The lectures will cover: Introduction to Quantum Mechanics, Quantum Bits and Complex Vector Spaces, Quantum Evolution and Quantum Gates, Quantum Registers, No-Cloning Theorem, Quantum Key Distribution/Cryptography, Quantum Entanglement and Teleportation, Quantum Algorithms and Circuits, Quantum Search (Grover's Algorithm), Quantum Fourier Transform, Quantum Factoring of Integers (Shor's Algorithm); and possibly: further Quantum Algorithms, alternative Quantum Computing Models, Quantum Error Correction.
As pre-requisites we will assume a basic knowledge of basic Linear Algebra (i.e. vectors, matrices, basis, inner product, etc.)

Monographs:
  • Noson S. Yanofsky, Mirco A. Mannucci: Quantum Computing for Computer Scientists, Cambridge University Press, 2008
  • Eleanor Rieffel, Wolfgang Polak: Quantum Computing, A Gentle Introduction. MIT Press, 2014
  • Richard J. Lipton, Kenneth W. Regan: Quantum Algorithms via Linear Algebra. MIT Press, 2014
  • Phillip Kaye, Raymond Laflamme, Michael Mosca: An Introduction to Quantum Computing, Oxford University Press 2007
Electronic Introductions:
  • N.S.Yanofsky: An Introduction to Quantum Computing http://arxiv.org/abs/0708.0261
  • E.Rieffel, W.Polak: An introduction to quantum computing for non-physicists. ACM Computing Surveys, 2000 doi:10.1145/367701.367709

Slides: Link

Programmes


Provable security for low level execution platforms (PSP)
Distributed models, MapReduce and large scale algorithms (DML)
Elements of Quantum Computation (EQC)

2018
11/03
12/03
13/03
14/03
15/03
16/03
Sun
Mon
Tue
Wed
Thu
Fri
08.00-09.00
breakfast
09.00-10.00 DML DML DML PSP PSP
10.00-11.00 DML DML DML PSP PSP
11.00-11.30 coffee break
11.30-12.30 DML DML DML EQC PSP
12.30-13.30 DML DML DML EQC PSP
13.30-15.00 lunch
15.00-16.00 EQC PSP EQC PSP -
16.00-17.00 EQC PSP EQC PSP -
17.00-17.30 tea break
17.30-18.30 arrival EQC EQC PSP EQC -
18.30-19.30 EQC EQC PSP EQC departure

ORGANIZATION

Scientific Organizing Committee


Nicolò Cesa Bianchi, University of Milano
Pierpaolo Degano, University of Pisa
Maurizio Gabbrielli, University of Bologna

Local Organization


Andrea Bandini, CeUB
Monica Michelacci, CeUB
Michela Schiavi, CeUB
Tong Liu, University of Bologna, Italy

Registration

The registration fee for the School is 550.00 Euro and includes all local expenses from the evening of 11 March to 16 March afternoon including all meals and on-site lodging in double-occupancy rooms. A reduced registration fee of 300.00 Euro is available for local students which will not use the on-site lodging facilities (it includes local expenses for the lectures, coffee breaks and lunches). It is possible to require one additional night for the students that want to leave on Saturday the 17th. In this case the additional cost is 50 Euro. Attendance is limited to 50 students and will be allocated on a first-come-first-served basis.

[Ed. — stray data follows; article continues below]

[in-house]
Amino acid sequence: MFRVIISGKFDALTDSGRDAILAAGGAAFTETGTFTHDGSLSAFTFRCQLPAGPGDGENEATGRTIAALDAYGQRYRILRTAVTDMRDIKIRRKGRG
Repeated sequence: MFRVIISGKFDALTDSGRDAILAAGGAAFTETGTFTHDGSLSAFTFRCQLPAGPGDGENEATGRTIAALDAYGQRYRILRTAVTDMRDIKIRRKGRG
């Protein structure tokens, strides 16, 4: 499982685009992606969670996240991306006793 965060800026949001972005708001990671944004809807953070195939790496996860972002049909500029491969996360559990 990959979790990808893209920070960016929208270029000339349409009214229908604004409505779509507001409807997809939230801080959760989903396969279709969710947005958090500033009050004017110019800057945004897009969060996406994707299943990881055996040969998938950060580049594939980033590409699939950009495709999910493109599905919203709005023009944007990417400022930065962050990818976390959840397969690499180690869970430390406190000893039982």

In order to register, all applicants must fill the form available at the following link: REGISTRATION FORM.

Venue

BISS 2018 events are held in the University Residential Center located in the small medieval hilltop town of Bertinoro. This town is in Emilia Romagna about 50km east of Bologna at an elevation of 230m above sea level. View More

Via Frangipane, 6 in Bertinoro, Italy

+39 0543 446500

segreteria@ceub.it

http://www.ceub.it

Past Editions

BISS 2019:

  • TBD
  • TBD
  • TBD

BISS 2018:

  • Provable security for low level execution platforms
  • Distributed models, MapReduce and large scale algorithms
  • Elements of Quantum Computation

BISS 2017:

  • Approximation Algorithms
  • Probabilistic Graphical Models in Intelligent Systems
  • Kleene algebra with tests and applications to network programming

BISS 2016:

  • ADVANCED TOPICS IN PROGRAMMING LANGUAGES
  • MODELS AND LANGUAGES FOR SERVICE-ORIENTED AND CLOUD COMPUTING
  • ALGORITHMIC METHODS FOR MINING LARGE GRAPHS

BISS 2015:

  • Game Theory: Models, Numerical Methods, and Applications
  • Protection of sensitive information
  • Introduction to Modern Cryptography

BISS 2014:

  • Big Data Analysis of Patterns in Media Content
  • An Introduction to Probabilistic and Quantum Programming
  • Development of dynamically evolving and self-adaptive software

BISS 2013:

  • Foundations of Security: Cryptography, Protocols, Trust
  • Stochastic Process Algebras for Quantitative Analysis
  • Shape and Visual Apperance Acquisition for Photo-realistic Visualization

BISS 2012:

  • Algorithms for the web and for social networks
  • Software Verification and Interactive Theorem Proving
  • Regularization methods for high dimensional learning

BISS 2011:

  • Computational Aspects of Game Theory
  • Trust in Anonymity Networks (TAN)
  • Information Integration (II)
  • Model Checking: From Finite-state to Infinite-state Systems (MCFIS)